What is “Hindering a Secured Creditor?”

What is “Hindering a Secured Creditor” and can a debt collector make such threats?

Too often, debt collectors cross the line in their attempts to collect past due bills. Certainly a creditor is entitled to be paid the money it is owed, but there are limits to what a debt collector can do to collect. A debt collector may not threaten to do what it legally cannot do. For example, to file suit when the statute of limitations has expired.

A debt collector may not threaten criminal charges as a means to collect a debt. It is not a crime to fail to pay a debt. Threatening to file criminal charges is a violation of debt collection laws. Making such threats are solely a means of intimidation, to instill fear, and to induce you to believe you must pay or go to jail. Do not be intimidated. This is the United States – there are no debtor prisons.

Threatening criminal consequences happens frequently in auto debt collections. Finance companies seeking to collect past due amounts or to locate the car for repossession, threaten debtors that failure to turn over the car constitutes hindering a secured creditor. So, just what is hindering a secured creditor? What are the chances such charges can really be filed against you?

Texas Penal Code 32.33  contains the Hindering Secured Creditors crime. A person who has signed a security agreement creating a security interest in collateral, such as a car, may be convicted of hindering a secured creditor if , with intent to hinder enforcement of the security interest, he destroys, removes, conceals, encumbers, or otherwise harms or reduces the value of the property.

First, though, the creditor must have made a demand for the collateral to be returned. Also, the statute says the property was taken outside Texas or across Texas lines without the consent of the secured party (finance company). Intent to hinder prosecution of the security interest must be proven as an element of the alleged crime.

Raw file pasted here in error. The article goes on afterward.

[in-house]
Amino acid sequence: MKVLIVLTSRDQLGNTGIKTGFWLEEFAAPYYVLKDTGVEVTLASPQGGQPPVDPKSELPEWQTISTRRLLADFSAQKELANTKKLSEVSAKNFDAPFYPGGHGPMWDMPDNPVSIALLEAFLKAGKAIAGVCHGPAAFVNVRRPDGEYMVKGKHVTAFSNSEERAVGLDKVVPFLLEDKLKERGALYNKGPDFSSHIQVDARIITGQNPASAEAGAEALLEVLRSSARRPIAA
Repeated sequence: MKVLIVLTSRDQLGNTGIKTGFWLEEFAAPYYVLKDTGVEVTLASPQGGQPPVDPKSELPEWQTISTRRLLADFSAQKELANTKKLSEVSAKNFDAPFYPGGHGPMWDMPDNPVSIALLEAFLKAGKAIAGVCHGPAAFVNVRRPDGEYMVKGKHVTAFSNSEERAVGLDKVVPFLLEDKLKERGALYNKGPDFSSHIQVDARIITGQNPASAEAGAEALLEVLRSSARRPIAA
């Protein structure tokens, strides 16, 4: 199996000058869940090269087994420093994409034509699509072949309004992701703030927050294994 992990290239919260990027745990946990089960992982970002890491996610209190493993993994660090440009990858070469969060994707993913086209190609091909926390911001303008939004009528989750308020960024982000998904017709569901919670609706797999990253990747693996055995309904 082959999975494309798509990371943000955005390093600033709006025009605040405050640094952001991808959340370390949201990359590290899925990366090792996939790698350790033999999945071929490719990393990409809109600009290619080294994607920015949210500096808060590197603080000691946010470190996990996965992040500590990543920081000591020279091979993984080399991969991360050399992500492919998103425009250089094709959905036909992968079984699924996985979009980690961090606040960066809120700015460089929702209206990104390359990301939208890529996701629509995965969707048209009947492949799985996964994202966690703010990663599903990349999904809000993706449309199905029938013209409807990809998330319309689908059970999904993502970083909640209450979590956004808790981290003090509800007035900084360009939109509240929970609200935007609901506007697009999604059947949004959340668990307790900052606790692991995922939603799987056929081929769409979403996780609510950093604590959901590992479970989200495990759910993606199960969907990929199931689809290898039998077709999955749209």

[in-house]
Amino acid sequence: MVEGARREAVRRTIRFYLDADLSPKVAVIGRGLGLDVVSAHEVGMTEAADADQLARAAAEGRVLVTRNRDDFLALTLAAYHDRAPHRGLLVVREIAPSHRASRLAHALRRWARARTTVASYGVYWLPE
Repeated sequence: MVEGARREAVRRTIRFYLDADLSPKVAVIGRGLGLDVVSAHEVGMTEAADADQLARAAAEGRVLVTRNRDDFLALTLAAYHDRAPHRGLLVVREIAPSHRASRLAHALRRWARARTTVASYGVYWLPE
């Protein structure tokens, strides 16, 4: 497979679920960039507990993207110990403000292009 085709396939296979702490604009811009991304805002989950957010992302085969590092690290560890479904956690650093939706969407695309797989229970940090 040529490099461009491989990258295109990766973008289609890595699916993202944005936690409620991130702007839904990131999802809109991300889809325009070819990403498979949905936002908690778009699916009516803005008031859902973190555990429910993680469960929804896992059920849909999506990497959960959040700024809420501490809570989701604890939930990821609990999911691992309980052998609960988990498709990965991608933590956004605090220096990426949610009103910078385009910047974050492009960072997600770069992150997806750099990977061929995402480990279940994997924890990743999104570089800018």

For a person to be convicted of the crime of “Hindering Secured Creditors,” the accusing party must prove the person INTENDED to hinder enforcement by undertaking a specific act of “hindering.”

Merely refusing to turn over property will not support a conviction because that alone does not show active concealment, destruction, harming or removing the property from the reach of the secured creditor.

Although not impossible, such charges are rarely filed in Dallas County, Collin or Tarrant County or other large counties. And even though it is rare for such charges to be filed at all, the risk is somewhat greater in smaller, rural counties. Proving the charges is a high and difficult burden.

Disclaimer: I am not a criminal defense lawyer but I handled a case for abuse of process against a financial institution in a county nearby. I spoke to prosecutors and researched the law while handling the case which resulted in a substantial settlement for my clients who had been arrested on such a charge.

If you are being threatened to be arrested by a debt collector in Dallas County or nearby, be aware that the mere making of the threat is a violation of debt collection laws and may support a case against the debt collector for such threats.

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